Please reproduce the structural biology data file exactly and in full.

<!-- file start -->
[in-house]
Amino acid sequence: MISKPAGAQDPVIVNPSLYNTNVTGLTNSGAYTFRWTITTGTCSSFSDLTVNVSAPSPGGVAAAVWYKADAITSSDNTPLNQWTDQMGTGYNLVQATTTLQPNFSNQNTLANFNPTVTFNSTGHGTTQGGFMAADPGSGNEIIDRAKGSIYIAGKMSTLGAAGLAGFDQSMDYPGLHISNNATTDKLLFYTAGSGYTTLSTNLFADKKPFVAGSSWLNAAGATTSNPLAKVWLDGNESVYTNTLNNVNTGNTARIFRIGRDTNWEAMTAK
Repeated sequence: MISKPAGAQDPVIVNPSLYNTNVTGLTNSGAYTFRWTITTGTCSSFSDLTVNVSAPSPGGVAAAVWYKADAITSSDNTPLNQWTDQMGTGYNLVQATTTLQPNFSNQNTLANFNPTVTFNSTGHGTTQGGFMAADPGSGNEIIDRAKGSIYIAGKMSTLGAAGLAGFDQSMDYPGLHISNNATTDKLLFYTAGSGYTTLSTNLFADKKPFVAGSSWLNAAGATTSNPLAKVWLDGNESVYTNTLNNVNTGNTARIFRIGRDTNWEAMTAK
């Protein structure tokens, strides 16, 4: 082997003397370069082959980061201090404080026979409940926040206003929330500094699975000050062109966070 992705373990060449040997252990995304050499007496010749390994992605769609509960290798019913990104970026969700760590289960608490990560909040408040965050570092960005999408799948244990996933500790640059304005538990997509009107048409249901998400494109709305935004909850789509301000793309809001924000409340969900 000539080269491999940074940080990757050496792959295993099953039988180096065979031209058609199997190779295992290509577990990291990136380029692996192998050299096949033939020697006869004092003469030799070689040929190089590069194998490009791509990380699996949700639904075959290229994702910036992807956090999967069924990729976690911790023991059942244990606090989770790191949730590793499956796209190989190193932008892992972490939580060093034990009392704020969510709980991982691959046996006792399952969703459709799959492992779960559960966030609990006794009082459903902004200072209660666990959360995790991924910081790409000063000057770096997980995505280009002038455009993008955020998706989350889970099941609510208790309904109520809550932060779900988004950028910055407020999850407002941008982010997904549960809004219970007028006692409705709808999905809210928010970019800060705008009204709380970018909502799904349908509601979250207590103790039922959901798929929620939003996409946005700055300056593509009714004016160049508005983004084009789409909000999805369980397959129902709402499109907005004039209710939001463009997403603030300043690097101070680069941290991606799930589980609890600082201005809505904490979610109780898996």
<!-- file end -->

[in-house]
Amino acid sequence: MISKPAGAQDPVIVNPSLYNTNVTGLTNSGAYTFRWTITTGTCSSFSDLTVNVSAPSPGGVAAAVWYKADAITSSDNTPLNQWTDQMGTGYNLVQATTTLQPNFSNQNTLANFNPTVTFNSTGHGTTQGGFMAADPGSGNEIIDRAKGSIYIAGKMSTLGAAGLAGFDQSMDYPGLHISNNATTDKLLFYTAGSGYTTLSTNLFADKKPFVAGSSWLNAAGATTSNPLAKVWLDGNESVYTNTLNNVNTGNTARIFRIGRDTNWEAMTAK
Repeated sequence: MISKPAGAQDPVIVNPSLYNTNVTGLTNSGAYTFRWTITTGTCSSFSDLTVNVSAPSPGGVAAAVWYKADAITSSDNTPLNQWTDQMGTGYNLVQATTTLQPNFSNQNTLANFNPTVTFNSTGHGTTQGGFMAADPGSGNEIIDRAKGSIYIAGKMSTLGAAGLAGFDQSMDYPGLHISNNATTDKLLFYTAGSGYTTLSTNLFADKKPFVAGSSWLNAAGATTSNPLAKVWLDGNESVYTNTLNNVNTGNTARIFRIGRDTNWEAMTAK
């Protein structure tokens, strides 16, 4: 082997003397370069082959980061201090404080026979409940926040206003929330500094699975000050062109966070 992705373990060449040997252990995304050499007496010749390994992605769609509960290798019913990104970026969700760590289960608490990560909040408040965050570092960005999408799948244990996933500790640059304005538990997509009107048409249901998400494109709305935004909850789509301000793309809001924000409340969900 000539080269491999940074940080990757050496792959295993099953039988180096065979031209058609199997190779295992290509577990990291990136380029692996192998050299096949033939020697006869004092003469030799070689040929190089590069194998490009791509990380699996949700639904075959290229994702910036992807956090999967069924990729976690911790023991059942244990606090989770790191949730590793499956796209190989190193932008892992972490939580060093034990009392704020969510709980991982691959046996006792399952969703459709799959492992779960559960966030609990006794009082459903902004200072209660666990959360995790991924910081790409000063000057770096997980995505280009002038455009993008955020998706989350889970099941609510208790309904109520809550932060779900988004950028910055407020999850407002941008982010997904549960809004219970007028006692409705709808999905809210928010970019800060705008009204709380970018909502799904349908509601979250207590103790039922959901798929929620939003996409946005700055300056593509009714004016160049508005983004084009789409909000999805369980397959129902709402499109907005004039209710939001463009997403603030300043690097101070680069941290991606799930589980609890600082201005809505904490979610109780898996």